Ed Dickinson, MD, FACEP, FAEMS
Sandy Jost, RN, MSN, PhD
Maria Buccafuri, PT
Katherine Major, RN, MSN, CHPN
Danielle Flynn, MSN
Joan Doyle, RN, MSN, MBA
Vivek Ahya, MD
Michael Sims, MD, MSCE
Innovation Accelerator Program
IBX Clinical Care Innovation Grant
Patients with chronic diseases are complex, and many have one or more comorbidities that put them at higher risk for readmission.
Traditional hovering and telemedicine platforms can catch issues early – some of which can be resolved via home-based intervention. However, patients experiencing more severe issues are usually instructed to call 911 or present to the emergency department (ED) - which often results in a hospital stay.
Cavalry is a novel program that provides hospital-level medical interventions at home at a fraction of the cost of readmission.
The program was initially designed to serve patients enrolled in Breathe Better Together (BBT), a hospital-to-home program for patients with chronic obstructive pulmonary disease (COPD), a chronic inflammatory lung disease that causes airflow blockage and breathing-related problems.
When a BBT patient's needs could not be met over the phone, Cavalry sent an experienced Penn Care at Home nurse to make a same-day acute care visit. After evaluating the patient, the nurse contacted the on-call pulmonologist and coordinated interventions such as administering IV corticosteroids, antibiotics, and/or diuretics.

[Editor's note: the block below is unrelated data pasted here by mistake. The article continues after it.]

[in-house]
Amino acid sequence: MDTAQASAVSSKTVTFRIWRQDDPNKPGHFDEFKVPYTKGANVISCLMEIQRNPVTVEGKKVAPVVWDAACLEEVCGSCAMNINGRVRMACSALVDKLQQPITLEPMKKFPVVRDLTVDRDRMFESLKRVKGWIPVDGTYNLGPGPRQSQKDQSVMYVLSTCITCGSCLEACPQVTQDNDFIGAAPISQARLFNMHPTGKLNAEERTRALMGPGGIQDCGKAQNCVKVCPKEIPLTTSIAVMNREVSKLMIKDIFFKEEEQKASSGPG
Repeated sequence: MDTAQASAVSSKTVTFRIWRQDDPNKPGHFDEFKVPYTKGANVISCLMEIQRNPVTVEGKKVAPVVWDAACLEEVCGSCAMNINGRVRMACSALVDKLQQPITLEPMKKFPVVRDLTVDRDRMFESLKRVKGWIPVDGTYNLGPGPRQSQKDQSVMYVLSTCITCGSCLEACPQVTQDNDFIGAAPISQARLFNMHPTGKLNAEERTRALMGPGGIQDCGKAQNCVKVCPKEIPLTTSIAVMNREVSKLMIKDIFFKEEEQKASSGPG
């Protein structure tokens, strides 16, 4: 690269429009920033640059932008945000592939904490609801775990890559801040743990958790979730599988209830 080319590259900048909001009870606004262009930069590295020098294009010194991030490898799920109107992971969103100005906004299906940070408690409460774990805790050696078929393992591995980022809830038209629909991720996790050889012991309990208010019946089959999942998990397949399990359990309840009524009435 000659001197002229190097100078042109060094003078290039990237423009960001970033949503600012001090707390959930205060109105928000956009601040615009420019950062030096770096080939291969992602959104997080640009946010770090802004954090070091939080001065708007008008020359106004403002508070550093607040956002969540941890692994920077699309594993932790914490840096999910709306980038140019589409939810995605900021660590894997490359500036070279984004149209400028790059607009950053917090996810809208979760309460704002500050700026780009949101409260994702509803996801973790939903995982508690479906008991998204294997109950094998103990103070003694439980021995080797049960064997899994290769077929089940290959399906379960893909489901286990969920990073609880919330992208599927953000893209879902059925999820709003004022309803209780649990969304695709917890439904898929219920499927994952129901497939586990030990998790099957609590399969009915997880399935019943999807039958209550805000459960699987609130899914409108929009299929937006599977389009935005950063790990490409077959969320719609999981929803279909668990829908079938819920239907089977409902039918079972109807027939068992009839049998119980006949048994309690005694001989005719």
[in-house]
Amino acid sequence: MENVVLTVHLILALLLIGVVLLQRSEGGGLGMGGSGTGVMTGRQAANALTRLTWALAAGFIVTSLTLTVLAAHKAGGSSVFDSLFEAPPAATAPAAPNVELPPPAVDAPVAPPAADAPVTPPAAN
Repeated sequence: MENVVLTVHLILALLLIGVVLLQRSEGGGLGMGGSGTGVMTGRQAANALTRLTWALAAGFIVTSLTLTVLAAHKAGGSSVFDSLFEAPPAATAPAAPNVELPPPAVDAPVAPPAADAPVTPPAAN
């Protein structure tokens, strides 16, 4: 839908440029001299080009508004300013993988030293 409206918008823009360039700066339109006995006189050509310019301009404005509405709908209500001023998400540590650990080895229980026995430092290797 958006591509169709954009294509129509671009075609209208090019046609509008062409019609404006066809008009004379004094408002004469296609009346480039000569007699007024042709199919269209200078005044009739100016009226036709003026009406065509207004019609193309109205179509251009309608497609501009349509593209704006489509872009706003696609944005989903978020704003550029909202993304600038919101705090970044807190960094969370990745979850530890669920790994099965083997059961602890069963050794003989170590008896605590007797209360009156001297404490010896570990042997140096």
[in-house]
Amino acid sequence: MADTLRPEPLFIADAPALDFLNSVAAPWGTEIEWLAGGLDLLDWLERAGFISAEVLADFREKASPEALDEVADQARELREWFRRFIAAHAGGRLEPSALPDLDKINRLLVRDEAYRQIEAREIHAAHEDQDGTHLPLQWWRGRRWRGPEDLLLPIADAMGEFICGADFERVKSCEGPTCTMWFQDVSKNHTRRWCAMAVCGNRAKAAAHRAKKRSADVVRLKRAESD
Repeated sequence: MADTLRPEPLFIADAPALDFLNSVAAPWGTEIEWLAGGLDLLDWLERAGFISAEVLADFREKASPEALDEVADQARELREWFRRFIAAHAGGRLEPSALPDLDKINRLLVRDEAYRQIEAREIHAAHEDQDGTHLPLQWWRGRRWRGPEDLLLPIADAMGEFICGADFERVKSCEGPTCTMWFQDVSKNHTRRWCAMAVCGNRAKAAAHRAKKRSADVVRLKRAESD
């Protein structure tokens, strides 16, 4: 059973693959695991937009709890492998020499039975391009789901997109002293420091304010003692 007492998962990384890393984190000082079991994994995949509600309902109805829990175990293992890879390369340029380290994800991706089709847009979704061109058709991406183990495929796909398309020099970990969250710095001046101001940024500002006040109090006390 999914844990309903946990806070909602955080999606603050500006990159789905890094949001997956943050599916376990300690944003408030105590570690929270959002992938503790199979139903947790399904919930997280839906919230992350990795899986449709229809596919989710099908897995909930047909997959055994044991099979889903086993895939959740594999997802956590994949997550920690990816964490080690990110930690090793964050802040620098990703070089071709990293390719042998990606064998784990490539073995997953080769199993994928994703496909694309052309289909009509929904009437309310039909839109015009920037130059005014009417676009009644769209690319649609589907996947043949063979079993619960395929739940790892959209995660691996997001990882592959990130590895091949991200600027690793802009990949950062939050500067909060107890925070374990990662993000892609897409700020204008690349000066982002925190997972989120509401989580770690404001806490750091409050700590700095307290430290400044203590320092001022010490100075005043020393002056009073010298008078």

If a patient was deemed too ill to treat at home, the nurse contacted emergency medical services so that the patient could be transported to the hospital.
In the initial pilot phase with more than 150 high-risk COPD patients at the Hospital of the University of Pennsylvania (HUP), Cavalry prevented 82 percent of readmissions. And patients reported high satisfaction as the program saved them hours they would have spent in the ED.
The Cavalry team is currently working to scale the program across the health system and plans to test the intervention in other high-risk populations, such as patients with asthma and heart failure.
Maintaining pilot results at scale would result in substantial cost savings for both payers and the health system.
High-fidelity learning can come from low fidelity deployment.
Mini-pilots will allow you to learn by doing, usually by deploying a fake back end. You might try a new intervention with ten patients over two days in one clinic, using manual processes for what might ultimately be automated.
Running a "pop-up" novel clinic or offering a different path to a handful of patients will enable you to learn what works and what doesn't more quickly. And, limiting the scope can help you gain buy-in from stakeholders to get your solution out into the world with users and test safely.
To determine the efficacy of the same-day acute care visit model, the team launched a 20-day pilot leveraging existing ride-sharing services and borrowed medical supply backpacks from the helicopter-based trauma team.
Rapidly deploying the service enabled the team to validate that seemingly inevitable admissions could be prevented at a very low cost. While this started as an approach to learning what happens when patients are at home, it became the foundation of the Cavalry intervention.